Here are 7 things your group can do to further positive change.
Here is a link to a two-sided handout version (pdf) that I created in anticipation of a speaking engagement. It was written for church communities and other organizations which are interested in participating in the Transition process.
If you would like to edit the handout for use in your local area (for instance if you want to substitute your local climate change impacts for L.A. ones), email me and I will send you the raw Word doc (MS Word 2010)
1.Acknowledge the full extent of the problem
In the decade ahead, humanity will grapple with a triple crisis: the growing costs of climate change, the end of the oil age, plus ongoing economic contraction.
Peak oil is the understanding that our planetary supply of fossil fuels is limited, and that – particularly with respect to oil – we are crossing the halfway point of using up that planetary supply. We have already consumed the cheap, easy-to-get-to oil. Now comes the more expensive portion of the supply. That means that in the coming decade, even as we are adjusting to the threats of climate change, we will experience an energy crisis, the likes of which we have never seen. We will experience extreme price volatility, supply interruptions, shortages, potential conflicts over remaining supplies, severe economic repercussions, the inevitable human emotions that come with massive-scale change, and – if we dive into it unprepared – a looming threat of civil unrest.
Climate change: Here in L.A., climate change will probably look like erratic rainfall, ongoing droughts, water supply issues, severe storms, flooding, mudslides, and firestorms. Extreme heat days will coincide with limited energy for air conditioning. We can expect increased immigration from other geographic areas which become unlivable. Central Valley farmers will suffer from weird weather and exotic insect pests, which means food will get a lot more expensive. All of this means greater pressure on L.A.’s already-strained rich/poor social divide, and increased potential for food riots and conflict.
Economy: We’ve only seen the tip of the iceberg: Prepare for hard times to get much worse. This is because there are fatal flaws in the original design of our economy. Eternal “growth” is impossible on a finite planet. Globalization and our expectations of scale, volume, and throughput are entirely out of line with the realities of the physical world.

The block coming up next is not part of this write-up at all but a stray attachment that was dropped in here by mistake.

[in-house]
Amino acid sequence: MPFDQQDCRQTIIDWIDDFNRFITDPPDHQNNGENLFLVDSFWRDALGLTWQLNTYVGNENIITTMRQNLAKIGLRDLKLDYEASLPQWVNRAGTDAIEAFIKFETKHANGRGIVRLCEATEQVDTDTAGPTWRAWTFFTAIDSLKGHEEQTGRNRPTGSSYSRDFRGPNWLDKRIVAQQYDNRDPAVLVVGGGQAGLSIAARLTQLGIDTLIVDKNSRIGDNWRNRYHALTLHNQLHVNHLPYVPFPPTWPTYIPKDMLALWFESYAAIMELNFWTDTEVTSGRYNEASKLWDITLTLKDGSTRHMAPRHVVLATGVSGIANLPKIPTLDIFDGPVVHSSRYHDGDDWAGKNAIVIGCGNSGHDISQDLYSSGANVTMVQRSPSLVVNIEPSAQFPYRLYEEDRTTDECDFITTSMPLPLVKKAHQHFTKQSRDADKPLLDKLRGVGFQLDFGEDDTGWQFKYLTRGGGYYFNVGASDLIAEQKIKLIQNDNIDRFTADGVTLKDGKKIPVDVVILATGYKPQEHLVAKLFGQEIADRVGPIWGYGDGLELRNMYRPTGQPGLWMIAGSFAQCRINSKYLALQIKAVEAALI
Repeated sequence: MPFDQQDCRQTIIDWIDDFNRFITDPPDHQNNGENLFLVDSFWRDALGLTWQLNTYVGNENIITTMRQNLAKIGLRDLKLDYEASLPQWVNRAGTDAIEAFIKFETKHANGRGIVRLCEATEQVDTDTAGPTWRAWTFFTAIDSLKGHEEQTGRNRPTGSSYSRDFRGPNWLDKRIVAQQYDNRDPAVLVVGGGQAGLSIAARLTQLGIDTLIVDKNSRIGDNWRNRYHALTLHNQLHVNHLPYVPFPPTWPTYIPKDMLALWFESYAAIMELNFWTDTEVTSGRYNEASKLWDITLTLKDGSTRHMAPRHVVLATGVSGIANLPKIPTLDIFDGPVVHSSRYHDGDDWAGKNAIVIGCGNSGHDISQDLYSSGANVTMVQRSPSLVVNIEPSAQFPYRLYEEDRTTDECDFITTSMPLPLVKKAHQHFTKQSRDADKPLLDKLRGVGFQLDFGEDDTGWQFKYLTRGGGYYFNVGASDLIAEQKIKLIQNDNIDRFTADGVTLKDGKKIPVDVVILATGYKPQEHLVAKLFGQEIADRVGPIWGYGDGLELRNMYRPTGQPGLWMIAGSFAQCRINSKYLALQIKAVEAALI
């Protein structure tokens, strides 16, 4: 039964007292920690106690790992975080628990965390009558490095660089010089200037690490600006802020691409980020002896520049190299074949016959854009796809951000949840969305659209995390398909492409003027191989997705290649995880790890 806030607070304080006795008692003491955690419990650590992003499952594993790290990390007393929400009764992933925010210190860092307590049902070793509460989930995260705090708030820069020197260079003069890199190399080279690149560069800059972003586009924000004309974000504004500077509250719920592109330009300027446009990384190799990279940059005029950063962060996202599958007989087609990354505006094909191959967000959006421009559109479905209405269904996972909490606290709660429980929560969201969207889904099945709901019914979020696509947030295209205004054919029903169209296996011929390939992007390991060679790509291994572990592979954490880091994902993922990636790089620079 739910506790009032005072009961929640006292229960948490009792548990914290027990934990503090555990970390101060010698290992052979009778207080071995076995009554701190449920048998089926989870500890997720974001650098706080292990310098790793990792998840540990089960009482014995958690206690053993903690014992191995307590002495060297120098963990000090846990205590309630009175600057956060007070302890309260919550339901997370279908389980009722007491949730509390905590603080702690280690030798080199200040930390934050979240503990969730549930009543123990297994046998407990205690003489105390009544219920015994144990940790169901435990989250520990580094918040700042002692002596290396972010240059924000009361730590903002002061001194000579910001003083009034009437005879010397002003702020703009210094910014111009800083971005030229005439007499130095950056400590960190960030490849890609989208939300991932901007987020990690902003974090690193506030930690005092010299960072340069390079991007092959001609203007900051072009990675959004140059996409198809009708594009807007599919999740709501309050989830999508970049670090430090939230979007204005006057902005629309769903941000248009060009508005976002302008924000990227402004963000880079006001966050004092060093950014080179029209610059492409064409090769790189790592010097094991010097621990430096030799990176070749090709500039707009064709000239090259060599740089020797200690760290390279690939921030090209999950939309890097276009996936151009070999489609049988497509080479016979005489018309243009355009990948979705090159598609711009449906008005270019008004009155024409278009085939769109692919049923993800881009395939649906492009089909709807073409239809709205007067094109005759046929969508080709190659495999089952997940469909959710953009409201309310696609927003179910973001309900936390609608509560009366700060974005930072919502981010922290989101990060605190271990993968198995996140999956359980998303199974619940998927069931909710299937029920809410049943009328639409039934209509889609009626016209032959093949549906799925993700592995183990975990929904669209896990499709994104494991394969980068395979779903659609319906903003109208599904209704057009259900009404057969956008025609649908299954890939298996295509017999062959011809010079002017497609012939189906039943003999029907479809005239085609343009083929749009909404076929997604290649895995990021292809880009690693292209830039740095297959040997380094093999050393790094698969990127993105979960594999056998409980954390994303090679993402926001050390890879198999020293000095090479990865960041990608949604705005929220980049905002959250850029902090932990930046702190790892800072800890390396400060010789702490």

At present, we call it “normal” to harvest raw materials on one continent, transport them to another for manufacturing, and transport them to a third continent for consumption. All the while, we’re burning fossil fuels and belching greenhouse gasses. North Americans consume world resources at a rate which – if everyone on the planet lived the way we call “normal” – would take FIVE PLANETS to provide for all. We cannot call this “normal”!
Oil is not the only substance for which we are hitting Peak – we’re also experiencing peak copper, peak natural gas, peak phosphorus (essential for agriculture), peak arable land, peak fresh water, and much more.
We live on one small, finite planet. In nature, growth is not linear and unending. Rather, it is part of an interconnected cycle which includes the rich, life-giving beauty of compost and decomposition. Right now we are living in a contracting economy, and life as we once knew it is changing forever.
2. Say NO to “normal.” Hurricane Katrina, Occupy protests, and this decade’s prices at the gas pump remind us that “normal” is completely not working. The trio of crises makes it clear that a bit of “conservation” and surface “greening” of business-as-usual patterns is entirely insufficient.The word radical comes from the same Latin source as “root.” Coping with these massive crises demands radical, root-level change. There are plenty of root-level solutions available. Many are marginalized by mainstream society as “alternative,” but the crises ahead dictate that we rethink that derogatory label. From urban farming to on-site greywater practices to permaculture building techniques, these low-impact, low-inputs techniques are the foundation of a livable future.